Hans Christian Anderson: Seeing the World Through the Eyes of a Child
by Teresa Martin--@Teresa__Martin
Hans Christian Andersen was a Danish writer living from 1805-1875. He penned many of the great fairy tales, his stories making up the corpus of some of the classics including “The Little Mermaid,” “The Red Shoes, ”The Little Match Girl,” “The Ugly Duckling,” and “The Snow Queen.” The latter is the tale on which the Disney movie Frozen was loosely based and will play a large part on Once in the Fall. He was prolific, writing poetry and some adult literature, yet it is for his fairy tales for which he remains most famous. Andersen was unique in that most of his stories were not collections from oral folk stories, but inventions of his own and because of this some place him as a forerunner of the fantasy genre (4, 5 Wullschlager).
Andersen’s stories also frequently feature the innocence, and therefore, wisdom of children. A biographer stated, ”Addressing himself to the child in the adult through a revolutionary shift in perspective, he gave voice through his characters to groups which had traditionally been mute and oppressed—the children, the poor, those who did not fit social or sexual stereotypes ” His stories indeed contain sophisticated themes. “ ‘The Emperor’s New Clothes’ and ‘The Ugly Duckling’ remain bywords for aspects of the human condition, while character emitting terror or sacrifice” (4,5 Wullschlager). “The Emperor’s New Clothes” is particularly a tale which epitomizes vanity, abuse of power, as well as the phenomena of mob behavior.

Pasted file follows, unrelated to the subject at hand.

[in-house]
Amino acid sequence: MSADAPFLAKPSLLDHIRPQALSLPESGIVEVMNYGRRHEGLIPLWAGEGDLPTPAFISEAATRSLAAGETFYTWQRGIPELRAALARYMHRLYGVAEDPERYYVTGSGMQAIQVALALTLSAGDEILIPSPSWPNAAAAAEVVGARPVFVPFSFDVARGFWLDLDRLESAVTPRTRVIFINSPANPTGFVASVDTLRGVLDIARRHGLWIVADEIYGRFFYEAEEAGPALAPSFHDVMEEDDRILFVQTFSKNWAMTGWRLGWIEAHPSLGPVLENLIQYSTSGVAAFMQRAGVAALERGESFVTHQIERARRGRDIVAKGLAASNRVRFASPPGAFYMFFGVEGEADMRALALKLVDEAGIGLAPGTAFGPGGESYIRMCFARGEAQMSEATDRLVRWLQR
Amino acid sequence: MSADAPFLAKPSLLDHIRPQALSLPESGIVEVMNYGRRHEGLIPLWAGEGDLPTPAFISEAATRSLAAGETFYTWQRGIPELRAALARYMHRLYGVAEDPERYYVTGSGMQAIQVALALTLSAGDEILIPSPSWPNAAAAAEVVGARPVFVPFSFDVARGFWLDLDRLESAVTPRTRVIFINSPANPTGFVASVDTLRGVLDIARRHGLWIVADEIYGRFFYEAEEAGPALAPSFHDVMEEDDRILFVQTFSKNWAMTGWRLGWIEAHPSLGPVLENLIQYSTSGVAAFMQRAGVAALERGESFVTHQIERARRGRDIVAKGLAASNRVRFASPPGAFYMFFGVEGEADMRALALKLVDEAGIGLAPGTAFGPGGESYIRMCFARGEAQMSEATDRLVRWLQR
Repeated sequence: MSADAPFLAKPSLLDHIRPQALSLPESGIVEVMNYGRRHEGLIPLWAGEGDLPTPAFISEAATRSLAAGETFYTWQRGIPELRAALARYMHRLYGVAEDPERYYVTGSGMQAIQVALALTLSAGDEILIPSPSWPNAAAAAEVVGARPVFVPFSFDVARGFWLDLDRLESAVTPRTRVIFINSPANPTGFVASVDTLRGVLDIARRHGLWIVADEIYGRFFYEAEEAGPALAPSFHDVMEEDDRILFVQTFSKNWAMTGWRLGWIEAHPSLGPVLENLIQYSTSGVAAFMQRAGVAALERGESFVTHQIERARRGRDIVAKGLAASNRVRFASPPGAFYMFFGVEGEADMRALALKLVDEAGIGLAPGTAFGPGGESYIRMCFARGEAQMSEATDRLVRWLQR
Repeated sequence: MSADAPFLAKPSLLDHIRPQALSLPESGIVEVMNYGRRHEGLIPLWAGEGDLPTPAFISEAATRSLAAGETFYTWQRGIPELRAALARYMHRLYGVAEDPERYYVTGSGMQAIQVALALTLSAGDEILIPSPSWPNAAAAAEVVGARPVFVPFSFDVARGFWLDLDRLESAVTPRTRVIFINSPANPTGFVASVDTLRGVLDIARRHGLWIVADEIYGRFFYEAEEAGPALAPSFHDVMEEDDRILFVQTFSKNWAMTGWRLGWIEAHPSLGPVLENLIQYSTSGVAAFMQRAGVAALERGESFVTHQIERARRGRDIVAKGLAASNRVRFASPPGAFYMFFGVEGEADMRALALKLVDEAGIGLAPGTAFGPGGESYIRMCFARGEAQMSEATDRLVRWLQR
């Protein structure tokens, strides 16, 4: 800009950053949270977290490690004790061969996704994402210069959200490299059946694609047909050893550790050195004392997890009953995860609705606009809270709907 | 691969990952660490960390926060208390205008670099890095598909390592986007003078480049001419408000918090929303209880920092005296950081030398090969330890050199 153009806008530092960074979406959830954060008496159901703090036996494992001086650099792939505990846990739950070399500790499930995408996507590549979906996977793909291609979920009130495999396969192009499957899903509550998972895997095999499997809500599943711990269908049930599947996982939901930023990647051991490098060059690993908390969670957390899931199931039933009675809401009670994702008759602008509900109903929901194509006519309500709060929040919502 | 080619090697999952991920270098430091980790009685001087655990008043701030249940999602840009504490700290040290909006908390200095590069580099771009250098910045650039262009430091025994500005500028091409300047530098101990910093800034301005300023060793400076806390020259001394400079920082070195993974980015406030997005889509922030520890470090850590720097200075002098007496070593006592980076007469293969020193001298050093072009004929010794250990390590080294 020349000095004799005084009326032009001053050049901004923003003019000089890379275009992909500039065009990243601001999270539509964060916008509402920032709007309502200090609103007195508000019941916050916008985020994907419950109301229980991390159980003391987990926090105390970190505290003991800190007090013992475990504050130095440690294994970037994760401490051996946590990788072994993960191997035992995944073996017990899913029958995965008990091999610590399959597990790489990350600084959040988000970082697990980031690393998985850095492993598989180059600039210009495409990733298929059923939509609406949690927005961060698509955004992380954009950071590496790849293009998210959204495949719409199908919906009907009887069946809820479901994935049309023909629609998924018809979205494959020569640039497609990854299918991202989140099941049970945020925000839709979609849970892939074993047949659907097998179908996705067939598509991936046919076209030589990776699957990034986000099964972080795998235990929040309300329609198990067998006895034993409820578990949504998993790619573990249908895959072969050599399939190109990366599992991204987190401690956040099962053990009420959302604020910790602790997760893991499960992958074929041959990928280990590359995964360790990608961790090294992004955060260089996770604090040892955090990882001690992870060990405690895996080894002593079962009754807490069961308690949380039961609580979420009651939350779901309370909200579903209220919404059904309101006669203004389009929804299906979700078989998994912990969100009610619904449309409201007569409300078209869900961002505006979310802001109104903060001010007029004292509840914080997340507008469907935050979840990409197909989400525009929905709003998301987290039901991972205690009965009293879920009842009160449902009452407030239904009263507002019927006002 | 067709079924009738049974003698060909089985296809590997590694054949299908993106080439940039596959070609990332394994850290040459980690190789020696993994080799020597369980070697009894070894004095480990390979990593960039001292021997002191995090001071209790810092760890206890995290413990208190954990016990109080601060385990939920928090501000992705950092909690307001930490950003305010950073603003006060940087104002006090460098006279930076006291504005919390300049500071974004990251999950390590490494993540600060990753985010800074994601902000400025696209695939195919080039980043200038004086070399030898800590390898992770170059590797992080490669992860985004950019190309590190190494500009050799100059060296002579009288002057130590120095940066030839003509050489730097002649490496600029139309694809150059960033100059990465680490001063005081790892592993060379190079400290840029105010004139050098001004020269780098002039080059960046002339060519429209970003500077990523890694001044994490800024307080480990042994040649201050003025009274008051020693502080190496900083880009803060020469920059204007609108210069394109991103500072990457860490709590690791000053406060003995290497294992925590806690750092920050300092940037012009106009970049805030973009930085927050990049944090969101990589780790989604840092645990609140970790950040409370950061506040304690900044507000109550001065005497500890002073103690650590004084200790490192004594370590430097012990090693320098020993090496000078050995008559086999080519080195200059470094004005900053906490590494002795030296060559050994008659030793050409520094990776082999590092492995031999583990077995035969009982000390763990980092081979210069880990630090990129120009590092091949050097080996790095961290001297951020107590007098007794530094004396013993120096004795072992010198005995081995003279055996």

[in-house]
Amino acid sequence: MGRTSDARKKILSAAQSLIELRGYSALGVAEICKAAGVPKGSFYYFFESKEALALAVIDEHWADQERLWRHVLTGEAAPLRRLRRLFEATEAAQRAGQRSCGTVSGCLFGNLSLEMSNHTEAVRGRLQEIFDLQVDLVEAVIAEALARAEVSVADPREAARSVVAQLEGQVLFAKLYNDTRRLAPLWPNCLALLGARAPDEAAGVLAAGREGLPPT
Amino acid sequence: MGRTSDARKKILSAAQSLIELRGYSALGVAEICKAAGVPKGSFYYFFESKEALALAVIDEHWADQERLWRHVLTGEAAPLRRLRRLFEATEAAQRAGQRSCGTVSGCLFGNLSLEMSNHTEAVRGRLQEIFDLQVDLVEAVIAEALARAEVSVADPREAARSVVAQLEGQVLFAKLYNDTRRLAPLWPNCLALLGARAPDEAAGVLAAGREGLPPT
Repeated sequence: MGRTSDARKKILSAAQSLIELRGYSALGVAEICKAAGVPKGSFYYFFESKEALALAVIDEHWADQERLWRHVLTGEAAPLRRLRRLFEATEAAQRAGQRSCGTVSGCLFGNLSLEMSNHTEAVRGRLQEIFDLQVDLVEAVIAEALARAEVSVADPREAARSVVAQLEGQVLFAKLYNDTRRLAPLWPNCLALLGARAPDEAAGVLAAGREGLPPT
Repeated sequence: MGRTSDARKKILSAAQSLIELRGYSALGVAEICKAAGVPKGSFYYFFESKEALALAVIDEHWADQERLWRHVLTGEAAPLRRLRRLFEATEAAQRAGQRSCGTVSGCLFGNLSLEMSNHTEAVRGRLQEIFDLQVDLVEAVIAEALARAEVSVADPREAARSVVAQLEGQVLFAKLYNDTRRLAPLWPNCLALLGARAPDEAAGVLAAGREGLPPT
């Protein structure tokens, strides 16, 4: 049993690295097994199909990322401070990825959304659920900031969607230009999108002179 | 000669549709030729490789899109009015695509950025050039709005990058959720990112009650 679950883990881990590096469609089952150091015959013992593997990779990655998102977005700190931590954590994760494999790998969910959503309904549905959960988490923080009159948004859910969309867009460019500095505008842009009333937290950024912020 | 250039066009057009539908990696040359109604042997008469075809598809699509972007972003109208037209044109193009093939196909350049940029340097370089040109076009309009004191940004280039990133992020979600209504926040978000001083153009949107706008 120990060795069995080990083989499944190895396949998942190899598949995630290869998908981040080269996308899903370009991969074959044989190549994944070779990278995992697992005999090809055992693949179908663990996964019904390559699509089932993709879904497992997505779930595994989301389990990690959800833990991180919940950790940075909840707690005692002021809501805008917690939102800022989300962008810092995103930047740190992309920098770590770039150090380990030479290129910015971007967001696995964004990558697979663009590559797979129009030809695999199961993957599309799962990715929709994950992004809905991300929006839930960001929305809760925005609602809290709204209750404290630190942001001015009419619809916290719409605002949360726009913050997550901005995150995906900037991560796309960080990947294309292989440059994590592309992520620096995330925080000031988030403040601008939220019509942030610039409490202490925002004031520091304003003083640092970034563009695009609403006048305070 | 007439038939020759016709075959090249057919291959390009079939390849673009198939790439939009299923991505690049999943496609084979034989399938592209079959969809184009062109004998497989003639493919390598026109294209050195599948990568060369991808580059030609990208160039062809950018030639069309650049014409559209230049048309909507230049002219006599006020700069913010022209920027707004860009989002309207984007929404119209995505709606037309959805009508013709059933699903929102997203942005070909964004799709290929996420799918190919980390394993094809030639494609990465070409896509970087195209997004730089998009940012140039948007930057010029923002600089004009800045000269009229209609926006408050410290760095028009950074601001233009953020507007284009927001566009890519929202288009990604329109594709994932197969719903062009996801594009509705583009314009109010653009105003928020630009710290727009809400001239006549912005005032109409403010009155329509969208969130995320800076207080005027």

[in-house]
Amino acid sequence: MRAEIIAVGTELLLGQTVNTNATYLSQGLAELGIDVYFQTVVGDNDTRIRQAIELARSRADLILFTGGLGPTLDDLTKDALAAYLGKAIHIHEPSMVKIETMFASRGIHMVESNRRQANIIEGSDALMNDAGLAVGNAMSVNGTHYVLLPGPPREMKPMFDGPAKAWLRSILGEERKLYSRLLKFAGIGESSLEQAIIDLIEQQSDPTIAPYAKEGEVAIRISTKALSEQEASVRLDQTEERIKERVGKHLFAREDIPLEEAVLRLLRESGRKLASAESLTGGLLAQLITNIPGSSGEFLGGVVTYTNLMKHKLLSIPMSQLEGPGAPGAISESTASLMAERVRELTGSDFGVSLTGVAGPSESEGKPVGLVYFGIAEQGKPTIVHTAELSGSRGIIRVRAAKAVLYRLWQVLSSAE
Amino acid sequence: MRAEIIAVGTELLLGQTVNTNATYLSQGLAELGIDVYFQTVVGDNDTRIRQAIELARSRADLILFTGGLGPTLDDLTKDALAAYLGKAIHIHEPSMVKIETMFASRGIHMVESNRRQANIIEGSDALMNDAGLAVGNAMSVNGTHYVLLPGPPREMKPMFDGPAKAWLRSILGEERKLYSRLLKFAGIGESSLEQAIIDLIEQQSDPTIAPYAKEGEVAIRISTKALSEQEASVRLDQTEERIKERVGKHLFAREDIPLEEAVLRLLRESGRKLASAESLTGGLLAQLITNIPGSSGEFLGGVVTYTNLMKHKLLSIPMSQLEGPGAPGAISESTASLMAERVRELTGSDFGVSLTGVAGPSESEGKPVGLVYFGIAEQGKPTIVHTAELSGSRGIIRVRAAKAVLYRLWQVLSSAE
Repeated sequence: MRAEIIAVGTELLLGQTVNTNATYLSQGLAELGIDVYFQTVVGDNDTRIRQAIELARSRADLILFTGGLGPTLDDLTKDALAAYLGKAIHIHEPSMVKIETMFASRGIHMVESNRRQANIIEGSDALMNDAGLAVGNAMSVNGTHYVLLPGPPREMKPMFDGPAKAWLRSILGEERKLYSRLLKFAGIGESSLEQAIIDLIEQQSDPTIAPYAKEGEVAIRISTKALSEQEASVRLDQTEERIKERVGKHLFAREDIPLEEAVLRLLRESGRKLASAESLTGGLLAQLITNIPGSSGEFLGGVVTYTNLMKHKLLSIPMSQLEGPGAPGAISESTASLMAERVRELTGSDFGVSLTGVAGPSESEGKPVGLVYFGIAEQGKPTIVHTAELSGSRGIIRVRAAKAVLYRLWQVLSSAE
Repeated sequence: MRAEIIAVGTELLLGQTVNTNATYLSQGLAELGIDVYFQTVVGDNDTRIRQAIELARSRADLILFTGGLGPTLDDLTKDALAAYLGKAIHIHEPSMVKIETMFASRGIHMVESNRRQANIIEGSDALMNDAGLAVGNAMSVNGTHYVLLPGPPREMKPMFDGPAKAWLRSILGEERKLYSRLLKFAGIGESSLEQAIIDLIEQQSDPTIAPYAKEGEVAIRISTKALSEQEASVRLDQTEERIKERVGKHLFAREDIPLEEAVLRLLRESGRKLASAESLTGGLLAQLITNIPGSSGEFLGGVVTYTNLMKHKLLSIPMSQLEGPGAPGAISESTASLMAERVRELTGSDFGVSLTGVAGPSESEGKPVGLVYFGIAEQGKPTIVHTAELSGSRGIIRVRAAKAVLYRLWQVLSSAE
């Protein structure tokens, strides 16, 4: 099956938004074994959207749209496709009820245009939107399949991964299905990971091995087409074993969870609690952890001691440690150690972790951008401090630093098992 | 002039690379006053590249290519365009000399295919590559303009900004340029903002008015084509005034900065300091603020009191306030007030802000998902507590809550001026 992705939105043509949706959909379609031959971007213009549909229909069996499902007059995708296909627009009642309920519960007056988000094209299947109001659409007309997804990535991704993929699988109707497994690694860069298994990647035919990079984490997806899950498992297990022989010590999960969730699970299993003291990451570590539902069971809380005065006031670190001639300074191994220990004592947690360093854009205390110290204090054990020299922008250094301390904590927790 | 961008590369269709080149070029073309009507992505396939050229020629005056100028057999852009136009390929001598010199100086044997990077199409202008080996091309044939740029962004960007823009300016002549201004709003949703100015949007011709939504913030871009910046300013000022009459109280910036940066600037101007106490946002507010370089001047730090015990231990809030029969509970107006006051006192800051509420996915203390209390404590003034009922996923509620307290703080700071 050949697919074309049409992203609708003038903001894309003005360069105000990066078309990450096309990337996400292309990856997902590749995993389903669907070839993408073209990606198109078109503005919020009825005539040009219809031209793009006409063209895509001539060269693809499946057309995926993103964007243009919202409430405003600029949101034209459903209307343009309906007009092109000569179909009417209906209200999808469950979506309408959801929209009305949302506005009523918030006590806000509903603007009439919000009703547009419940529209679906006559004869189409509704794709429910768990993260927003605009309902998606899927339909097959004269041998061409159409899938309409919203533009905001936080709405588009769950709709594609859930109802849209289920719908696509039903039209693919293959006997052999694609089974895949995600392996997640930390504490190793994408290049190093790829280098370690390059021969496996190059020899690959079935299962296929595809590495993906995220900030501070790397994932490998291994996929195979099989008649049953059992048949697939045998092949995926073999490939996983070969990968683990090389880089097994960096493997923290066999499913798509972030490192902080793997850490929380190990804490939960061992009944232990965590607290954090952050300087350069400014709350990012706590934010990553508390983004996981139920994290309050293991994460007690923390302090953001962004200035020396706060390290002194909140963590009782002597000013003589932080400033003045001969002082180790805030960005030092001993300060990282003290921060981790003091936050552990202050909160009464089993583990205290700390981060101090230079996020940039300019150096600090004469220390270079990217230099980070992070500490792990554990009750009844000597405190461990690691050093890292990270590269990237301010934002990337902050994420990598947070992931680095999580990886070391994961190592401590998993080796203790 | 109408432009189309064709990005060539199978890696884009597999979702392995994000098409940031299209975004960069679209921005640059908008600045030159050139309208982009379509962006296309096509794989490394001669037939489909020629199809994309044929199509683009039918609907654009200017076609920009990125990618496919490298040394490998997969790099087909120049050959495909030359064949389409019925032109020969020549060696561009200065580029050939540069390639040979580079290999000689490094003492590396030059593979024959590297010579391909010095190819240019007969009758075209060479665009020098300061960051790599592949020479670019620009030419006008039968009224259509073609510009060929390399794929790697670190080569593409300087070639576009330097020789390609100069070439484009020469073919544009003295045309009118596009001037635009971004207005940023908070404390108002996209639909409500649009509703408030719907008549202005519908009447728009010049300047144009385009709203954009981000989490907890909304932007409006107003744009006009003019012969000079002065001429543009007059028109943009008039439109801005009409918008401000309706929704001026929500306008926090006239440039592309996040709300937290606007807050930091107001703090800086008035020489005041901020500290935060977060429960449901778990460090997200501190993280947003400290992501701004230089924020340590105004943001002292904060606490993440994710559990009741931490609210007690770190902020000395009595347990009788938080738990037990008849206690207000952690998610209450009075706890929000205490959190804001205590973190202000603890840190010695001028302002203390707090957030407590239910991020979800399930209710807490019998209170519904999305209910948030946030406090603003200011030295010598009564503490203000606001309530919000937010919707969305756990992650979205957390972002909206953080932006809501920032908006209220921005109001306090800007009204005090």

Explore the Arthurian legend surrounding Lancelot, take a trip into the woods to discover the mythology behind Red Riding Hood or learn more about a modern day hero called Snow White. Origins provides unique insights and perspectives from talented writers into the characters we know and love, going far beyond the boundaries of Storybrooke.